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The British Constitution: A Very Short Introduction (Very Short Introductions) Paperback – 25 Apr 2013


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Product details

  • Paperback: 152 pages
  • Publisher: OUP Oxford (25 April 2013)
  • Language: English
  • ISBN-10: 0199697698
  • ISBN-13: 978-0199697694
  • Product Dimensions: 17 x 1.5 x 11.2 cm
  • Average Customer Review: 4.2 out of 5 stars  See all reviews (27 customer reviews)
  • Amazon Bestsellers Rank: 68,463 in Books (See Top 100 in Books)
  • See Complete Table of Contents

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Product Description

Review

Oxford has managed to get one of the most sophisticated British scholars of modern public law to produce a brief and readable account. (London Review of Books)

About the Author

Martin Loughlin is Professor of Public Law at the London School of Economics. He previously held professorial appointments at the Universities of Glasgow and Manchester. His publications include Sword and Scales (2000), The Idea of Public Law (2003), and Foundations of Public Law (2010). He is a Fellow of the British Academy. In 2012-13, he is the Martin and Kathleen Crane Fellow in the Law and Public Affairs Program and Visiting Professor at Princeton University.

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Customer Reviews

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1 of 1 people found the following review helpful By Jonathan Rowe VINE VOICE on 13 Sep 2013
Format: Paperback Vine Customer Review of Free Product ( What's this? )
The 'Very Short Introduction' series contains some attractive titles and is ideal for subjects like this, where a curious reader wants to know more, but doesn't want to embark on a worthy hardback book or demanding textbook. The question is, were to pitch it? The 'Graphic Guides' by Icon seem to have pitched too dumb and the 'For Dummies' series goes for completion, so OUP are carving out a nice niche with this series which aims for academic rigour in pocketbook proportions.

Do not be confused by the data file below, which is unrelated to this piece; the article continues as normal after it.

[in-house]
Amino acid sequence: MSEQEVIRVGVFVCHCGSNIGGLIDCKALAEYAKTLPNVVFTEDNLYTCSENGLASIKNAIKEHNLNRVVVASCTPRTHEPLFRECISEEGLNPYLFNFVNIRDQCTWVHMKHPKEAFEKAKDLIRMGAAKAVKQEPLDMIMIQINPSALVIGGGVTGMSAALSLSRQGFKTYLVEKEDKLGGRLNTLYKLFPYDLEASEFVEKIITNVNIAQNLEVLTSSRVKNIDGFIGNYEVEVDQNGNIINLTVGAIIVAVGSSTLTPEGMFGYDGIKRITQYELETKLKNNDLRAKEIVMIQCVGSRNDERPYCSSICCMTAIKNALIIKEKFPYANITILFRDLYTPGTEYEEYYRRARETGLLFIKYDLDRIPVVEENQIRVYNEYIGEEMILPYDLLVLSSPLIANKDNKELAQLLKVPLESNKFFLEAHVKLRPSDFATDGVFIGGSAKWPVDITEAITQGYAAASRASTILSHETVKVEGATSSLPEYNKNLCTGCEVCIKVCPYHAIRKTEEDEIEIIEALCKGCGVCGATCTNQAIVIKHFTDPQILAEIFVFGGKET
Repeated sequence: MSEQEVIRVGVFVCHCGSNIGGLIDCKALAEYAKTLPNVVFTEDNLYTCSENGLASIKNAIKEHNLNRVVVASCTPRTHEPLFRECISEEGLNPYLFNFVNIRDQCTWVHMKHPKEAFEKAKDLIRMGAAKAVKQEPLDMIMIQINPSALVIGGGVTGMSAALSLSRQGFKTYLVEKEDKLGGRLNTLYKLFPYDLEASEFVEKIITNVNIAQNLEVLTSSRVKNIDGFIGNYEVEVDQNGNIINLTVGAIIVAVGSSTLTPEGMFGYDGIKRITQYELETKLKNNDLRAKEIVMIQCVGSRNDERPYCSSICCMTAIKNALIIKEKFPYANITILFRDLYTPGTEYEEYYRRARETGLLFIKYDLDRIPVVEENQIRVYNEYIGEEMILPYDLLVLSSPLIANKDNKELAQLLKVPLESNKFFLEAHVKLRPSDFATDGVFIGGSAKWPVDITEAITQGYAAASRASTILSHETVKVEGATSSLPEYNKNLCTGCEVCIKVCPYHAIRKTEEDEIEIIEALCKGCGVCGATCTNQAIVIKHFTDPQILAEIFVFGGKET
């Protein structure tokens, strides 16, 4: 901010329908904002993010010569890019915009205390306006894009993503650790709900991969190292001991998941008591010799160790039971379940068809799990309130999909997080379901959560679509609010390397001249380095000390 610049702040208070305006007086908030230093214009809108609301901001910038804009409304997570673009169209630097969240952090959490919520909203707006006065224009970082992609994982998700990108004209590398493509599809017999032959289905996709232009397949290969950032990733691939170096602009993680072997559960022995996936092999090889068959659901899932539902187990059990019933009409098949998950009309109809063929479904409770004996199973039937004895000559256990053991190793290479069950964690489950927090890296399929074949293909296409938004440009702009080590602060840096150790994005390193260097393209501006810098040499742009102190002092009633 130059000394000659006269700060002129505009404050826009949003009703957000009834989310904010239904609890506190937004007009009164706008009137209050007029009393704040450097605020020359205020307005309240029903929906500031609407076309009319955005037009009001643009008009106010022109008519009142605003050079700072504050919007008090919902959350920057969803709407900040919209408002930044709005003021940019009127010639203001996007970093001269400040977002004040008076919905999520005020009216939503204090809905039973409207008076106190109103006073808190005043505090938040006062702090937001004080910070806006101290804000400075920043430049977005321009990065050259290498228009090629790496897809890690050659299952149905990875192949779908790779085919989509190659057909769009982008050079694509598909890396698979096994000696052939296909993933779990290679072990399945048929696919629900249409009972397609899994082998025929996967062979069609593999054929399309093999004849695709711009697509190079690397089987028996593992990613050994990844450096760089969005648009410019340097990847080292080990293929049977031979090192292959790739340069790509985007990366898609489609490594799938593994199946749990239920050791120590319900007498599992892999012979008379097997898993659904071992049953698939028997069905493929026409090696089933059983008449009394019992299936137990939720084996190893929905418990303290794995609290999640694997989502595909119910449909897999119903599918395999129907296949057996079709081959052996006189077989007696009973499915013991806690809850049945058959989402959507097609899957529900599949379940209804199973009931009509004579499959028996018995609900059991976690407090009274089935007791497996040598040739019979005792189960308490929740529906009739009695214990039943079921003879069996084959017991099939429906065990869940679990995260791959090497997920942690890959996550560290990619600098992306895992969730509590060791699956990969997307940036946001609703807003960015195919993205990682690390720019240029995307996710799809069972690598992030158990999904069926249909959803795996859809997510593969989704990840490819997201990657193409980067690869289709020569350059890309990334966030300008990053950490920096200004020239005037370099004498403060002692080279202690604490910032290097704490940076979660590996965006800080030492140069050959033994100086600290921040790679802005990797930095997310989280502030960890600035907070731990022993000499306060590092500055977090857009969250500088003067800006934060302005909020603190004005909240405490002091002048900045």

Martin Loughlin has written widely on law and political theory and brings considerable expertise to bear on this topic which some people would argue is a non-existent subject. Loughlin tackles things head on, outlining the main positions on the British constitution (namely, that it's a priceless political treasure guaranteeing the freedoms of the common man, an archaic pantomime concealing the machinations of an efficient modern state or a mercurial expedient that enables governments to do 'whatever works'). Right from the outset he draws the contrast between Britain's unwritten, evolving or organic constitutions and the written constitutions that emerged from the Enlightenment and dominate political theory almost everywhere else in the world.

This is a tough subject and one which assumes the reader has a reasonable grasp of history, politics and political philosophy. You don't need a Degree to follow Loughlin's arguments, but it helps if you read a broadsheet newspaper. The author, I think wisely, accepts that a certain level of contextual knowledge must be a given with this topic and forges ahead, making few concessions to the reader's ignorance. After all, if you're not familiar with (say) the Whigs and the Tories, then Wikipedia is probably only a click away.
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1 of 1 people found the following review helpful By Amazon Customer TOP 100 REVIEWERVINE VOICE on 9 Sep 2013